Learning about the lore surrounding deer has been informative and transformative.  Like North America, Northern Europe also has deer but they are generally of the red variety.   There is also evidence that reindeer existed in Scotland in prehistoric times and some connections have been made with other cultures, who herd them, and the legends of the Celts.  Could such a practice have existed in antiquity? Could it have remained in the Celtic imagination and transformed through the ages?  Although we often think of boars and, especially, cows with regards to the Celts, findings by archaeologists lead them to conclude deer were the most widely hunted creature and thus held much importance.  Many stories that feature the eldest animals, such as the Eagle and Salmon, also feature the stag.

Some scholars assert the existence of deer cults lead by women in northern Scotland.  The lore surrounding Flidais, a lusty spirit/Goddess/character of Irish fame, connects her to deer, leading some to suspect deer cults existed there in the misty, pre-Celtic past.  Unfortunately, many compound her with Artemis so it’s very difficult to know more about her without finding parallels in other cultures or relying on UPG.  The old stories are rich with giant women and wee women who herd and even milk the deer as cattle.  These same women can even transform into deer.  While there is only so much information out there on Flidash, stories abound about Cailleach spirits.  I pluralize because, the more I study, the more it seems there is more than one and that Cailleachs are very localized.  They control the weather for certain regions (especially wind, snow, and storms) and herd deer.  Often, they’re shown as protectors of the deer.  Hunters must ask for permission before taking one of her herd.  In some stories, she gives the hunters very specific descriptions of who to kill, and punishes those who don’t listen or don’t ask permission.  To me, this shows that there was a definite understanding that hunters should be responsible and not decimate the herds.  If too many deer were taken, or if only a certain kind were taken, the population would weaken and there would be less food in the future as a result.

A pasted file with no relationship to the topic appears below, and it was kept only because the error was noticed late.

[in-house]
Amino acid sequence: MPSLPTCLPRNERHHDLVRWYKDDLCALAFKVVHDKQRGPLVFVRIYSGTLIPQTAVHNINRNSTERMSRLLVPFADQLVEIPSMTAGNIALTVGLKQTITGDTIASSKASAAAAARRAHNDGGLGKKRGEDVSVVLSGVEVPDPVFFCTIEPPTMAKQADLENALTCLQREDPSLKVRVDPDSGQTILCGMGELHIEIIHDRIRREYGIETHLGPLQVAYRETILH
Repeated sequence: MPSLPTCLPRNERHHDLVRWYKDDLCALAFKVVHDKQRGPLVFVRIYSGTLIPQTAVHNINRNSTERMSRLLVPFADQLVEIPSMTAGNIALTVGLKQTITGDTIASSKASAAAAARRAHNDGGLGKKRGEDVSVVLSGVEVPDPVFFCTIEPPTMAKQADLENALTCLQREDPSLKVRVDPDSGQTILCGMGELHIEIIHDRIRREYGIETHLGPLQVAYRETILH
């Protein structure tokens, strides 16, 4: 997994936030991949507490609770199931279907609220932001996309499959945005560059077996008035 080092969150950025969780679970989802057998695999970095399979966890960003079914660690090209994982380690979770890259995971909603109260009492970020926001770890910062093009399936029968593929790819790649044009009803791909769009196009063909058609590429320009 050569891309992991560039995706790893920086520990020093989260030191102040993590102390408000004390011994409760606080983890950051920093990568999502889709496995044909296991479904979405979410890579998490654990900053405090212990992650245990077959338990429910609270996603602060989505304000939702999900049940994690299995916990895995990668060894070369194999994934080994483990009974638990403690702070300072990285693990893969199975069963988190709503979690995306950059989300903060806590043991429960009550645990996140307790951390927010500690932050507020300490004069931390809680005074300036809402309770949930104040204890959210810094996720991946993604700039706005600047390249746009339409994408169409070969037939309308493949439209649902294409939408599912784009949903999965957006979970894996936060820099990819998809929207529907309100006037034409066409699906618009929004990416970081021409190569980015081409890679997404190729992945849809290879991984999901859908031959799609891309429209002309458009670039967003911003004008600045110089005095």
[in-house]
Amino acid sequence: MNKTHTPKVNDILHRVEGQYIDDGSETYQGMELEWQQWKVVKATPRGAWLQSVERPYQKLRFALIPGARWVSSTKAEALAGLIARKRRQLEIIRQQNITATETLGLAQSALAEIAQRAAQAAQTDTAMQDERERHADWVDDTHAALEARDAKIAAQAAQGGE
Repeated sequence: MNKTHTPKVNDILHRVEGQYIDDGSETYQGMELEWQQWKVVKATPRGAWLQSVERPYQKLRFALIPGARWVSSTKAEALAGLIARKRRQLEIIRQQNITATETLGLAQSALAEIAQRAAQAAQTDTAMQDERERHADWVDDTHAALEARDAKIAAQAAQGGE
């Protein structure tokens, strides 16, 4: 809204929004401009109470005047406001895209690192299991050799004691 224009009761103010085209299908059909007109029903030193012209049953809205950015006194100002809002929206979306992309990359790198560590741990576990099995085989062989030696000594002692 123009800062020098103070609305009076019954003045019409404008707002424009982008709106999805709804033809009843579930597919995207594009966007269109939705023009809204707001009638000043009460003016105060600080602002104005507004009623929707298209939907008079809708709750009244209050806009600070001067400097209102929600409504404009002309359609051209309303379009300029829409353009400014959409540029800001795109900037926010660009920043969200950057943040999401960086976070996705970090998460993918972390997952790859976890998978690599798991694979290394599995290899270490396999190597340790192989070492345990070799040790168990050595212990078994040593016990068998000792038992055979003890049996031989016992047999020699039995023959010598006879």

The Fionn legends are filled with deer: Ossian’s mother, for example, was turned into a deer and some stories say she was in this form when she gave birth to him.  The symbolism even enters into Arthurian legend.  Merlin is said to have ridden a deer when he went mad.

Finally, deer have some connection with the Otherworld and death.  Some of it is connected with Cailleach traditions (poor weather brings death, winter can represent death, she kills disrespectful hunters, etc), some through the general otherworldliness of deer (they are often very quiet and shy; legends connecting them to the fairy realm), and through what is observable – the cyclical nature of their antlers and their being hunted and sometimes sacrificed.

I have a little altar to the Nature Spirits that is always changing.  Soon, I’ll need to expand it in some way to make room for the deer skulls I’ve obtained.  It’s important to me that I continue to work with the deer spirits.  I definitely feel a strong connection and want to work on learning more and deepening my relationship with them.

References and further reading:
The Driving of the Cattle of Flidais, Book of Leinster. 
Brock, Juliet Clutton & MacGregor, Arthur.  "An End to Medieval Reindeer in Scotland."  Society of Antiquaries of Scotland (1988), pp. 23-35.
Carr-Gomm, Philip & Stephanie.  The Druid Animal Oracle: Working with the Sacred Animals of the Druid Tradition.  Fireside (1994). 
D'Este, Sorita & Rankine, David.  Visions of the Cailleach: Exploring the Myths, Folklore and Legends of the Pre-eminent Celtic Hag Goddess.  Avalonia (2009).
Freeman, Mara.  Kindling the Celtic Spirit.  Harper Collins (2000). 
Geddes, Arthur.  "Scots Gaelic Tales of Herding Deer or Reindeer Traditions of the Habitat and Transhumance of Semi-Deomesticated 'Deer', and of Race Rivalry."  Folklore, Vol. 62, No. 2 (1951), pp. 296-311. 
McKay, J. G.  "The Deer-Cult and the Deer-Goddess Cult of the Ancient Caledonians."  Folklore, Vol. 43, No. 2 (1932), pp. 144-174.